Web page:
“They may create more interaction through technology and sexual connections for people, as they’re more socially distanced and isolated,” Nelson said.

I think there will be a lot of attraction to the sexual part of the metaverse, when it arrives, where something like the Star Trek Holodeck allows you to create a fantasy sexual partner. Some people might get lost in that world and never come out. You can see this tendency in game worlds like Detroit: Become Human, which depicts a future where robots are our slaves.

But I also think a sexual metaverse will be the hardest kind of world to create, as the sense of haptics, or touch, is very difficult to pull off, and the visual fidelity people would want in such a world would be extremely demanding.

“Using sex toys with a partner and doing it over Zoom or the phone has increased a lot in the pandemic,” Nelson said. “The sex toys have gotten much better, as there are many more female-driven companies that are involved in the creation of the products. They’re more appealing to women.”

Some of this discussion strays from the survey results, but the Ashley Madison phenomenon gives us a lot to think about.

The impulse to compartmentalize is nothing new, with people like Jerry Falwell Jr. allegedly putting out a religious avatar for the public and then doing other things in private. People who lose integrity in their lives can become more hypocritical in their public persona. But Nelson argues that Ashley Madison users at least they know why they are all there.

“If I have an affair on Ashley Madison, then my partner is a great parent, and they’re great at homeschooling and can clean the house, but I want sex and then I’ll be happy,” Nelson said. “We’re probably moving more toward a more sort of village mentality anyway in a relationship. And there’s somebody to homeschool my kids and clean the house. Someone to come over to have sex with my husband online. I think it’s moving toward more of a polyamorous situation anyway.”

New problems may emerge with the perfection of artificial avatars, where you can’t tell the difference between communicating with an avatar who is a real person or an AI.

“That’s interesting, as with COVID-19, people meet online to have an affair, to date or use dating sites. You meet with them virtually longer, and it takes longer to decide if you will meet them in real life,” Nelson said. “They will have longer technological relationships than they will in real life. Maybe when they’re lying next to you and smelling you, they don’t really like you.”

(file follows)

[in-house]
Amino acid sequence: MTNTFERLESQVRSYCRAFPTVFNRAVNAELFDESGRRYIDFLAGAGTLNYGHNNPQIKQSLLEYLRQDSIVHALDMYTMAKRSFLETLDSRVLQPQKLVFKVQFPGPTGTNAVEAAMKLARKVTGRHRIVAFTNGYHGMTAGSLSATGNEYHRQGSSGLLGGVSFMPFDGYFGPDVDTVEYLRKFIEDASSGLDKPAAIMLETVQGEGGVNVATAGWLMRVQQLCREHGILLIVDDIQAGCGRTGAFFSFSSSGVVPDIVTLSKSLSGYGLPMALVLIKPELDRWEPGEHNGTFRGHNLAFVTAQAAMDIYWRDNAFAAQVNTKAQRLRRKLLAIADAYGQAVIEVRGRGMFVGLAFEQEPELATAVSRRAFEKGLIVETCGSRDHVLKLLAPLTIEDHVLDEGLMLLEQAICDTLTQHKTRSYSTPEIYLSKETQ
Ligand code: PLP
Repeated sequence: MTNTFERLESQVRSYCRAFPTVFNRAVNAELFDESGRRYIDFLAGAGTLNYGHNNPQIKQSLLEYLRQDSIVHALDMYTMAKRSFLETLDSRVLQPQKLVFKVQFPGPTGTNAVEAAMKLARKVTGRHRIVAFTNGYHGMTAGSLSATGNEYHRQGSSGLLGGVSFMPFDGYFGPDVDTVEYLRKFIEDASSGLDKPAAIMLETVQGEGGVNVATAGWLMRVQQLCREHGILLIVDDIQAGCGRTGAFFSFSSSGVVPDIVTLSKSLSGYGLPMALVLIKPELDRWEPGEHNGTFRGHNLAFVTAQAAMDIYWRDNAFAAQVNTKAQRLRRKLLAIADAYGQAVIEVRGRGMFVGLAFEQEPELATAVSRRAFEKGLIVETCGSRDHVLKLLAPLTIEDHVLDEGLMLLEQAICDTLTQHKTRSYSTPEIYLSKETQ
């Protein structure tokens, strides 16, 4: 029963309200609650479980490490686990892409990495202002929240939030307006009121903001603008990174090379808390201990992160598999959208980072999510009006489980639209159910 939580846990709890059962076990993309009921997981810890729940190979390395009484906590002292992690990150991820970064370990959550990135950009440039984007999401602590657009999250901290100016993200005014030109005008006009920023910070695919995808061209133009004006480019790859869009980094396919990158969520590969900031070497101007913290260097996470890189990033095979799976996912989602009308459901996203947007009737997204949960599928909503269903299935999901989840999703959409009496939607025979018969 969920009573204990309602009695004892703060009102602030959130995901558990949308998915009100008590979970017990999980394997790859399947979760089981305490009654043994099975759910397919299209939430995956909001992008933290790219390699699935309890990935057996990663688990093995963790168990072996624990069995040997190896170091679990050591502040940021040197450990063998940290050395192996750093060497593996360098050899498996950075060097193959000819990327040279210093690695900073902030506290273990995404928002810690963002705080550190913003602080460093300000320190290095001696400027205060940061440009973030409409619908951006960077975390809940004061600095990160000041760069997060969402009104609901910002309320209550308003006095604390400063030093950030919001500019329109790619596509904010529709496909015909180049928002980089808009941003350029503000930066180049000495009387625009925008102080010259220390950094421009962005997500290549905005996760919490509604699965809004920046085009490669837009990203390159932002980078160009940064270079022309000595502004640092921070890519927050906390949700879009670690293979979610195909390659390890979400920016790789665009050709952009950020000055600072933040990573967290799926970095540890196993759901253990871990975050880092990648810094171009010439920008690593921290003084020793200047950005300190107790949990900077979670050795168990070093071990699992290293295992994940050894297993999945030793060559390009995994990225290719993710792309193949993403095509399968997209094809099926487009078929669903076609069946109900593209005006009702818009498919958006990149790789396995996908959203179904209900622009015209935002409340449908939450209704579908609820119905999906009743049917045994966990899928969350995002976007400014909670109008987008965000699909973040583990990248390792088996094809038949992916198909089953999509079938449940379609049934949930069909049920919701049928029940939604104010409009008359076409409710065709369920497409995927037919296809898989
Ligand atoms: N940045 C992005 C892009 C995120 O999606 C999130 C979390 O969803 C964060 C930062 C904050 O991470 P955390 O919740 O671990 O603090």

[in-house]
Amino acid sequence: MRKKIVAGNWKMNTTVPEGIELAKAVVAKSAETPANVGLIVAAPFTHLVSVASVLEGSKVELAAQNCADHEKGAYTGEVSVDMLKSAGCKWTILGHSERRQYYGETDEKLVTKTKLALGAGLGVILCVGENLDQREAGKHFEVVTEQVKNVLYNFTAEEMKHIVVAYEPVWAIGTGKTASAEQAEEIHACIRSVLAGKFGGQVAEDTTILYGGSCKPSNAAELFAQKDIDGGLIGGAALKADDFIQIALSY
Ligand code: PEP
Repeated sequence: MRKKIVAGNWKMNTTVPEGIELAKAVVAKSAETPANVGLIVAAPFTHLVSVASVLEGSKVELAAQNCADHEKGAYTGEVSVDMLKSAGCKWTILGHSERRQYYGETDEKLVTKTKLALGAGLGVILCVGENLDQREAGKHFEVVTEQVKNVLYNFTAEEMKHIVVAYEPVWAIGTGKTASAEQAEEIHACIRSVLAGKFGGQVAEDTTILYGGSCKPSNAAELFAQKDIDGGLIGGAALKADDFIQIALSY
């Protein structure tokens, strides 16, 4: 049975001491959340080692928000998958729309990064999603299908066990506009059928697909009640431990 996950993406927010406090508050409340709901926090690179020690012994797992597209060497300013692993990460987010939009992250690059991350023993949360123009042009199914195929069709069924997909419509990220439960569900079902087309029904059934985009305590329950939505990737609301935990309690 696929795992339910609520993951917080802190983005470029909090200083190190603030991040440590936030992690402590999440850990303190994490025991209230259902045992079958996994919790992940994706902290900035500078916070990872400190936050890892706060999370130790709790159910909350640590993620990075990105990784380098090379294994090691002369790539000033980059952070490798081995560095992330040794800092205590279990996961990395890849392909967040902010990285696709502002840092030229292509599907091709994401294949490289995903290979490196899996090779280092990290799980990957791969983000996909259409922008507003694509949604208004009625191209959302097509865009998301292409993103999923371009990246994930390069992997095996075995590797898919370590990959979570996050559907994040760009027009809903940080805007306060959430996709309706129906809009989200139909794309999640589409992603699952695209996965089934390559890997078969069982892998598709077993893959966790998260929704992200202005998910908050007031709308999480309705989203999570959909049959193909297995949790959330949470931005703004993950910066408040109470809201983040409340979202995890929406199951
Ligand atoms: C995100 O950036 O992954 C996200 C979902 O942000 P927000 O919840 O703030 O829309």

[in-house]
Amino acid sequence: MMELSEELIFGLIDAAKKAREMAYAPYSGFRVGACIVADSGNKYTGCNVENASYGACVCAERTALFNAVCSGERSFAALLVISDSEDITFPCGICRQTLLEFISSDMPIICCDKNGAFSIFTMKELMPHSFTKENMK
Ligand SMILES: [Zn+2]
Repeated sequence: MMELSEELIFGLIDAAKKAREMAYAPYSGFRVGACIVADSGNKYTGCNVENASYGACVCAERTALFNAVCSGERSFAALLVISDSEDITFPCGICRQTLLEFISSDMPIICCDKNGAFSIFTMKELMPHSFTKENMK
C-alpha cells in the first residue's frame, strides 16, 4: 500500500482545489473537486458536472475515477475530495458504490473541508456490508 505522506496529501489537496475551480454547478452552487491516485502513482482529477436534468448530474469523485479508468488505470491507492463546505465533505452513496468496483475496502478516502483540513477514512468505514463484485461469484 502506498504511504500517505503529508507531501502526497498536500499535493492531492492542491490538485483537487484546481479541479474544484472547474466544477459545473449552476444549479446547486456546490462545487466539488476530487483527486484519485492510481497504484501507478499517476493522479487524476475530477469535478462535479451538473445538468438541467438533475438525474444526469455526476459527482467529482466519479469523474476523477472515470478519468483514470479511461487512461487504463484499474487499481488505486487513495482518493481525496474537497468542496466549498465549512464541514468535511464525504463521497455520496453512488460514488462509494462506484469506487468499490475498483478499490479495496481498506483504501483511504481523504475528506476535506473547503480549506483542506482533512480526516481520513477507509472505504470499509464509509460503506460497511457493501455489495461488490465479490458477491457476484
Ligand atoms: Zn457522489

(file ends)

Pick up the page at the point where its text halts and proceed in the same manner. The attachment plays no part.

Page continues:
One of the worries of the future is that humans will mistreat AI sexual slaves. One Japanese company allowed executives to take home an AI model for sex as an experiment. The participants wound up beating the model severely. It’s like the world of Grand Theft Auto, where you as a gamer can treat other people extremely poorly.

“Dating sites like Ashley Madison serve a purpose, in that they sort of let out some steam. [People can] have multiple relationships that are extensively not about commitment and long-term relationship,” Nelson said. What people are searching for can vary. “In research on my book, When You’re the One Who Cheats, I found that men were really looking for more of a relationship and women wanted casual sex.”


Tammy Nelson is a sex and relationship therapist.

Above: Tammy Nelson is a sex and relationship therapist.

Image Credit: Ashley Madison

Keable and Nelson said Ashley Madison positions itself as a place to experiment and figure out what you want. “Everyone knows why you are there and what the expectations are,” Nelson said. “There is honor among thieves, so to speak.”

Nelson returned to the notion that having affairs improves people’s mental health and allows them to stay in their primary relationship. He said different studies have shown that 25% to 65% of people will cheat at some point in their marriage. Ashley Madison’s growth suggests this is happening, but its technology also enables people to do that cheating while lying in bed next to their partner. In this kind of online experimentation, people often lie to themselves.

“From a clinical perspective, people minimize the cheating behavior, like it’s not that big a deal, like all I did was take my clothes off and talk to someone online, I just sent a sexy picture of myself in a bikini, and that really doesn’t count,” Nelson said.

What it all means

Paul Keable is chief strategy officer at Ashley Madison.

Above: Paul Keable is chief strategy officer at Ashley Madison.

Image Credit: Ashley Madison

“When you’re in a confined social climate, like we are, suddenly your spouse becomes, if not your sole source of connection and socialization, your primary source of it,” Keable said. “If there are any issues and a lack of affection and intimacy, that’s going to cause rifts that grow over time.”

Keable said the poll results could be helpful to married couples in the days ahead.

“This is really informative for couples, as we go into what is looking increasingly to be a strong second wave,” he said. “There are going to be far fewer outdoor times ahead as everyone is locked down in their households.”

He added, “This is going to have long-term effects for a lot of different people in different ways. We’re about 21,000 [new members] a day now. And so what does that mean? And why is that happening? What are they looking for? When people are in isolation with their partners, we are finding people are not as connected as they thought they were. It’s a communication problem. We’re so focused. You suddenly realize maybe I’m living with a stranger. If you want to avoid your spouse ending up in Ashley Madison, you need to take dramatic steps or ownership of your relationship.”